As the level of combat sport increases the need for increased performance becomes a factor that is highly prioritized. However as training load increases as will fatigue. Increased training loads will come in many difference shapes or sizes dependent on the training phase (i.e. competition periods, baseline phases etc.), each different phase will place specific demands upon the individual dependent on the desired physiological response. Regardless of the training phase, monitoring and managing fatigue appropriately is critical to the individual improving both in and out of competition.
Although the scientific literature is sparse in regards to monitoring training loads and fatigue there is plenty of anecdotal evidence and practical applications put forth by leading experts based on current exercise principles.
Combat athletes are notorious for their balls to the wall approaches, this is probably due to the nature of the sports in that within competition the idea is to subdue an opponent with techniques that many would consider ‘extreme’ (knock outs, submissions, pins, throws). Joe Rogan refers to MMA as “problem solving with dire physical consequences” and due to this nature combat sports athletes have the mentality to continuously grind and outwork their opponents.
Now don’t get me wrong this ability to produce high amounts of output has many great advantages. They will generally have the ability to manage higher training loads and show significant improvements within shorter periods of time. However just looking to push, push, push over long periods of time can not only lead to injury and illness but also to a drop in performance which is something that definitely needs to avoided.
Monitoring recovery and training loads can be as simple and as complicated as you wish to make it. Typically monitoring load can be broken down into external and internal factors. As a general rule external factors tend to be more complicated and require additional equipment that not everybody has access too. Examples of external monitoring devices may be force plates & push bands to monitor drops in velocity. Lactate sampling to measure production of lactate within the blood. Power output measuring i.e. maximum power output over sustained period of time. These are just a few examples but as you can see they provided good baseline measurements which over time are easily to reassess and implement changes, however most require additional help and equipment that can be expensive or difficult to have access too.
Internal monitoring I believe can be a much simpler way of monitoring training load especially for those individuals who are new to tracking fatigue and recovery based protocols. Most internal factors are tracked through an RPE system (rate of perceived exertion 1-10, 1=easy, 10=maximal). Variables may include; training difficulty, level of soreness, sleep scores, how recovered do you feel and so on. As you can see these are pretty simple to track and don’t take up much time to note down. However the negative side is how you feel doesn’t always equate to physical output.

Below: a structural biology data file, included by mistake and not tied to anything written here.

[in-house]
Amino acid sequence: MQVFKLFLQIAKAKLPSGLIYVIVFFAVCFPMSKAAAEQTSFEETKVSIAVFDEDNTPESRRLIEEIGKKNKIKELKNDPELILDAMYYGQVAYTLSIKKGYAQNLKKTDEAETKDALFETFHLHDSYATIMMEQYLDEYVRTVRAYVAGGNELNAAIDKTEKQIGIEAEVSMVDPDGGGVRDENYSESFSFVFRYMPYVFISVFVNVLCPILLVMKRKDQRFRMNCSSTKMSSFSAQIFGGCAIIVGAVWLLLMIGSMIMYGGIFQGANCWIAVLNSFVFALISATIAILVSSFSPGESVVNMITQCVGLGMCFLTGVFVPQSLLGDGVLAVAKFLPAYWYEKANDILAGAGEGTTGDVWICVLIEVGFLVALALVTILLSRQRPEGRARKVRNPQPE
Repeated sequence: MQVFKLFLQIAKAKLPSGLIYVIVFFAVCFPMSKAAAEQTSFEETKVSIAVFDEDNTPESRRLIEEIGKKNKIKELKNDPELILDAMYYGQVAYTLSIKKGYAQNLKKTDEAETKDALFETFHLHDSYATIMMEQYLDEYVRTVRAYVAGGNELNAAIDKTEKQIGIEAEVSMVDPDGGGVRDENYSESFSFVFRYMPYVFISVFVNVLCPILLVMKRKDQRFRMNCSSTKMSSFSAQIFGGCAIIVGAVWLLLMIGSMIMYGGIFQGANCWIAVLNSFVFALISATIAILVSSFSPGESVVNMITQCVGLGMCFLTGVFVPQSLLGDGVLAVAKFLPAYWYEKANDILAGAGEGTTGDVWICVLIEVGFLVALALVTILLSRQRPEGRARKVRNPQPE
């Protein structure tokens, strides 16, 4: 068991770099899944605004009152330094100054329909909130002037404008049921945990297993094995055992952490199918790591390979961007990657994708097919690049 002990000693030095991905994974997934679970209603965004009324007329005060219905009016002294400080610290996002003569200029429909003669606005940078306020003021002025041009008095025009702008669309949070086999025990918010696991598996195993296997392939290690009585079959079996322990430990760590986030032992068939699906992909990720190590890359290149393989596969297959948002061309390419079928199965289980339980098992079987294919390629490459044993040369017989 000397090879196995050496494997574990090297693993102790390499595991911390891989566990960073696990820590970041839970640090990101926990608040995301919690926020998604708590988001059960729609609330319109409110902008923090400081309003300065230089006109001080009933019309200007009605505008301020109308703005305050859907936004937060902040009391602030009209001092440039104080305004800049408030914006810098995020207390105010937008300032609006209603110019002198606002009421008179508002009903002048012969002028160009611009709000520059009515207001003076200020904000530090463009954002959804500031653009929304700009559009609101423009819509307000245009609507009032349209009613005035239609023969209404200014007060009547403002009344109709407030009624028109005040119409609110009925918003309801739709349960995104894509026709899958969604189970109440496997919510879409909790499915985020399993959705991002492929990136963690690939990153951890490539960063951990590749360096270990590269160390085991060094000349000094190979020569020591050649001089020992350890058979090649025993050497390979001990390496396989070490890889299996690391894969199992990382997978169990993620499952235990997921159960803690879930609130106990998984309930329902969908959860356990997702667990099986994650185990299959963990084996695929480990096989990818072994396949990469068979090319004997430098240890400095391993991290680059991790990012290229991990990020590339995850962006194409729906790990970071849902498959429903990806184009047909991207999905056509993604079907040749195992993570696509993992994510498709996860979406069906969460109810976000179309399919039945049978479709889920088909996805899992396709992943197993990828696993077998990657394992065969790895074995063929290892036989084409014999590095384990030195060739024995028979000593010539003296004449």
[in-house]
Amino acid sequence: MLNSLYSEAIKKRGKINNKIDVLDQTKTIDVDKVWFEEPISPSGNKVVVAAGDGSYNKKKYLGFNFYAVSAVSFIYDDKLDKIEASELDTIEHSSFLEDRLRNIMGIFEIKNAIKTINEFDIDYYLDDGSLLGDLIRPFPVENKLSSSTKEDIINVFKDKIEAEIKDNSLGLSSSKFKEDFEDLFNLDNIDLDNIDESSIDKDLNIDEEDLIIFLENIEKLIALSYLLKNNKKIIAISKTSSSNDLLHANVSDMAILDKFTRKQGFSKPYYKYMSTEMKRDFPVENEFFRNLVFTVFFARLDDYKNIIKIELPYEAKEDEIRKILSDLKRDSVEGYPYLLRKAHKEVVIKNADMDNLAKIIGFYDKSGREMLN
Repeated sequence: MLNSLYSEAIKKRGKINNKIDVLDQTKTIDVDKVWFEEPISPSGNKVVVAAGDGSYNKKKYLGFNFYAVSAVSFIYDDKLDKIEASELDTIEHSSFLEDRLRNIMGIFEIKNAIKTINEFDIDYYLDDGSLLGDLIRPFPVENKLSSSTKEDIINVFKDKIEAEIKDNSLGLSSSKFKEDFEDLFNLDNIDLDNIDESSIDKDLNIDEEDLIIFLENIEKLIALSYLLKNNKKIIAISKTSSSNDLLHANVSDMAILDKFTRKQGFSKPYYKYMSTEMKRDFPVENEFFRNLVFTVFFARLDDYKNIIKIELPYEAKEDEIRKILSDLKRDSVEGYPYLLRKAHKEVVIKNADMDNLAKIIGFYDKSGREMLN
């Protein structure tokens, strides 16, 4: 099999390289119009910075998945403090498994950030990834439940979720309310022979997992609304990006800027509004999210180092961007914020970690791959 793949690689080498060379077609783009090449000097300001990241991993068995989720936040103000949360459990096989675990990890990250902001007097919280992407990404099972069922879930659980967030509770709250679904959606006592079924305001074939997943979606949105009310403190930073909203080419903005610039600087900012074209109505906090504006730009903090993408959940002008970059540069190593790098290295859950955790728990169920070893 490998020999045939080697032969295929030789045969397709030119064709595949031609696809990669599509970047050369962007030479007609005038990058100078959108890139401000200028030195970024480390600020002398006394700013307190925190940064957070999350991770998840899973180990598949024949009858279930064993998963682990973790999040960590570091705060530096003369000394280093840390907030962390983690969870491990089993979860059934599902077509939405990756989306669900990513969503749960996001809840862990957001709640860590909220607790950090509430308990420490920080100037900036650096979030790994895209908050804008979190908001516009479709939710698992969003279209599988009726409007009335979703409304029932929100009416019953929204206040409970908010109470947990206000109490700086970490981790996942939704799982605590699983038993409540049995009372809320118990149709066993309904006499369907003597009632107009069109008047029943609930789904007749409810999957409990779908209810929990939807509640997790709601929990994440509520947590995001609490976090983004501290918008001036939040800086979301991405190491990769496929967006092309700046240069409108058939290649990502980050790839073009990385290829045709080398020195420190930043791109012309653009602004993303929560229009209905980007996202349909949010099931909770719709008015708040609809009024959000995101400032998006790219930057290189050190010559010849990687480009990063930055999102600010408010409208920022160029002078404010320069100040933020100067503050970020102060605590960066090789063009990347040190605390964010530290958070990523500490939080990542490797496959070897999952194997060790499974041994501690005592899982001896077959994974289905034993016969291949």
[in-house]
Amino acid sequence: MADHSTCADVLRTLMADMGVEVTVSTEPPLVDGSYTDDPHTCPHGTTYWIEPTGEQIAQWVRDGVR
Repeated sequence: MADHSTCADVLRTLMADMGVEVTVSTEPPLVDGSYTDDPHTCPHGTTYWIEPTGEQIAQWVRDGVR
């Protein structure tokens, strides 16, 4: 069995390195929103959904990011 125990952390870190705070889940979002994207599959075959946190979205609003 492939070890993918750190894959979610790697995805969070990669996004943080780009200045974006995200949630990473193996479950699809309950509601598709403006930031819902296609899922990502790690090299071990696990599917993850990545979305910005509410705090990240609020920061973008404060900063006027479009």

Combining internal and external measurements is probably the most reliable way to monitor fatigue and recovery from different training loads. When working with individuals I will provide 5-10 factors that I want them to track on a daily/weekly basis so we can monitor fatigue over sustained periods of time.
Below is a list of 6 examples that are a mix of internal and external factors, all are simple to track on a daily/weekly basis and may help you too monitor your training load and make decisions based around rest days, increasing/decreasing training loads etc.
So here you go 6 idiot proof variables that can help track and monitor recovery and training loads:
1. Total weekly sessions - assess how does changes in total sessions completed affect your performance? Do you feel you’re getting better? Performance measures increasing?
2. Weekly RPE (1-10) – How difficult was the total week of training?
3. Soreness Score Daily & Weekly (1-10) – how stiff/sore do you feel day to day? Note any changes in training volume/intensity
4. Total Rounds Sparred/Live training – are you getting better or just producing more fatigue? This will depend on your selected sport. For example grapplers will spar more rounds than MMA fighters
5. Sleep Score (1-10) – how well did you sleep?
6. Daily Resting Heart rate – increase or decrease of 20% may be time to have a rest day
Inputting your scores into either a logbook for simplicity or onto an excel spreadsheet if you want to be super fancy and create graphs and charts to analyse your training. Below is an example image of an excel spreadsheet for a grappler with the variables inputted over a 7 day period and averages at the bottom.
So there you have it, a simple method for analysing and tracking training load over periods of time. If you wish to increase your analysis further you could try and correlate training loads and levels of performance increase/decreases to produce a much deeper look into maximal recoverable volume in order to minimize the risks of excess over reaching and maximize the chances of steady improvement.